The OnePlus Bullets Wireless is popular among OnePlus fans, and the company’s USB-C earbud variety is too.

This year may have been a wash for USB-C headphones, but the advent of the Razer Hammerhead USB-C ANC and OnePlus Type-C Bullets means things are looking up. Of course, we mourn the discontinuation of the JBL Reflect Aware C, but remain hopeful.

What’s more, Google Trends indicates a steady rise in USB-C headphone interest over the past 12 months. Assuming the trajectory follows a steady forecast, consumers will reap the eventual reward of universal compatibility and complete functionality.

Naturally, seeing prominent companies like Razer and OnePlus enter the USB-C headphones domain serves as a necessary vote of confidence, reinforcing Google Trends’ data. As OnePlus fans will tell you, the Bullets Wireless< sell-out like hotcakes. Hopefully, OnePlus-branded USB-C earphones compel other companies to experiment and expand their audio product arsenals. For the companies already manufacturing sub-par USB-C headphones, perhaps this uptick in public interest will yield company introspection and product enhancements.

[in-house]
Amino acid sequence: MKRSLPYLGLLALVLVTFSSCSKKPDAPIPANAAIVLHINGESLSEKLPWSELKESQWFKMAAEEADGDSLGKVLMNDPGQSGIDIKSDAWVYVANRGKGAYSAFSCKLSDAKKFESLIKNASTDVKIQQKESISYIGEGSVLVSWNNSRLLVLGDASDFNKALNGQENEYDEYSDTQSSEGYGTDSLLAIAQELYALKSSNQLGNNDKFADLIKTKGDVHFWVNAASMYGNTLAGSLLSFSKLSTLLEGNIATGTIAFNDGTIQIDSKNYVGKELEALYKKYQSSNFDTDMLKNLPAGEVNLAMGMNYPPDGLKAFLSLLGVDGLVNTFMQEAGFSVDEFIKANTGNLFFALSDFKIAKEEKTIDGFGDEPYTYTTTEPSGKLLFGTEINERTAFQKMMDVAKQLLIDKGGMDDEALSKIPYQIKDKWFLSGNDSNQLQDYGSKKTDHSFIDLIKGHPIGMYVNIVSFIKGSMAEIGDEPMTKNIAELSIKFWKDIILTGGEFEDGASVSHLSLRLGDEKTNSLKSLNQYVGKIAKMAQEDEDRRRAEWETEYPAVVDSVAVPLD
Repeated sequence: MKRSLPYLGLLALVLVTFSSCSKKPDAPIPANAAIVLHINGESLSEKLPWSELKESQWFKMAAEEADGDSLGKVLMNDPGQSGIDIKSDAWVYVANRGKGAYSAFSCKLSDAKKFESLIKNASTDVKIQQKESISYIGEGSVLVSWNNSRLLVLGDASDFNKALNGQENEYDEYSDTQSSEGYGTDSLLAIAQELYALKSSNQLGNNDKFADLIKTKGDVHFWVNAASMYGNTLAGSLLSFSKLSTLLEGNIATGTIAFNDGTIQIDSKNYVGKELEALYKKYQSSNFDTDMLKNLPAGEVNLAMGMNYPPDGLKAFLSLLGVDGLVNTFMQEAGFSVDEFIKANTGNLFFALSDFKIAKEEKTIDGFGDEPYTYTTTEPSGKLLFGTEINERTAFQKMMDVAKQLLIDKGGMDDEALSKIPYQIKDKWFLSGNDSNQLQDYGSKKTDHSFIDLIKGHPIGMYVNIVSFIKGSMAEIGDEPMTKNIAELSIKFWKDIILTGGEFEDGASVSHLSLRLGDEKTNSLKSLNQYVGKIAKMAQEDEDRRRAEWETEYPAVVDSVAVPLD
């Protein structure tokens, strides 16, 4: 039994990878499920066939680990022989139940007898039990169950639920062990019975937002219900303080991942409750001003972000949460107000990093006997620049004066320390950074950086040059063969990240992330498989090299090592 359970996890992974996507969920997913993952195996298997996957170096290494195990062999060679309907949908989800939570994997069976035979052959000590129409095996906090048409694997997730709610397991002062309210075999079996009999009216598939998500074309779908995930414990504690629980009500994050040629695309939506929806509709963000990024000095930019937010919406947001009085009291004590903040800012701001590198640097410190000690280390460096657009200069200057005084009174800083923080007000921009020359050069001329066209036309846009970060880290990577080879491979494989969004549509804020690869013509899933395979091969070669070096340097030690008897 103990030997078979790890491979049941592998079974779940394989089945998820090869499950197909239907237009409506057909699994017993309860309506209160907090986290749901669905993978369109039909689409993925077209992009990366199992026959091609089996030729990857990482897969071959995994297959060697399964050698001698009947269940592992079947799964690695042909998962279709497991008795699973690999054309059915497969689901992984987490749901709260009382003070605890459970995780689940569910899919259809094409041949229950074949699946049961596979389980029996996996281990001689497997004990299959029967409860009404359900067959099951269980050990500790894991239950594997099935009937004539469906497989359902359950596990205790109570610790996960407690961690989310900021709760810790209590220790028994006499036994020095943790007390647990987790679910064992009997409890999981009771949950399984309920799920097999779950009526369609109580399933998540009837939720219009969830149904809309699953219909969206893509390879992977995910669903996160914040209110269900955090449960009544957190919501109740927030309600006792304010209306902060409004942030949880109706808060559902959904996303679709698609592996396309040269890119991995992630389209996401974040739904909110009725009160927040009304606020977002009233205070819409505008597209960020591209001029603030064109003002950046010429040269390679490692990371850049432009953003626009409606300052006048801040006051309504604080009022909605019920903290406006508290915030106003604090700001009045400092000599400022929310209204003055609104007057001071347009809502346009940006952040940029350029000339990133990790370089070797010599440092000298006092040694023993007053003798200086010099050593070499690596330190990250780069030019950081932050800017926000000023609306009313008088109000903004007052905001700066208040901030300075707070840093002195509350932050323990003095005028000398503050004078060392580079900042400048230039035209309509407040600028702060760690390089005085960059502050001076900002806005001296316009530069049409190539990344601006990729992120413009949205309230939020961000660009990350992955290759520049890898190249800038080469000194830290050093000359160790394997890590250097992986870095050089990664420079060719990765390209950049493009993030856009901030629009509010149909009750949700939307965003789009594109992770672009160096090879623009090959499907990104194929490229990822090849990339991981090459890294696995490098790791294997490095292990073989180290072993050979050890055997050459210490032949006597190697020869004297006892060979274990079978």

Viable alternatives to USB-C headphones

USB-C headphones - Plantronics BackBeat Go 410: Close-up of the earbuds magnetized together on a Microsoft Surface Book with an Android Authority sticker on it.

For ~$120, the Plantronics BackBeat Go 410 provides impressive noise cancelling capabilities.

We’re not here to hang you out to dry, though. No, there remain plenty of excellent wireless options for those using a smartphone sans headphone jack.

Unlike USB-C earbuds, true wireless technology has improved leaps and bounds in the past year. If you’re looking for AirPods alternatives, there are the Mobvoi TicPods Free or RHA TrueConnect. Mobvoi’s include noise cancelling, while the RHA option boasts impressive passive isolation and exaggerated bass. If you dont’ want to spend a lot, there are options for less than $100.

What’s more, traditional wireless earbuds are available in a wide array of feature sets that include noise cancelling, workout-oriented, and general consumer options. If you want a stylish pair of neckband earbuds we recommend the Sennheiser HD1 Wireless In-Ear, and if you’d rather have something for exercising, go with the Jaybird Tarah.

Ultimately, we long await the day that we can enthusiastically recommend USB-C headphones to readers. For now, though, we recommend just about anything else.

Next: Was ditching the headphone jack a good idea?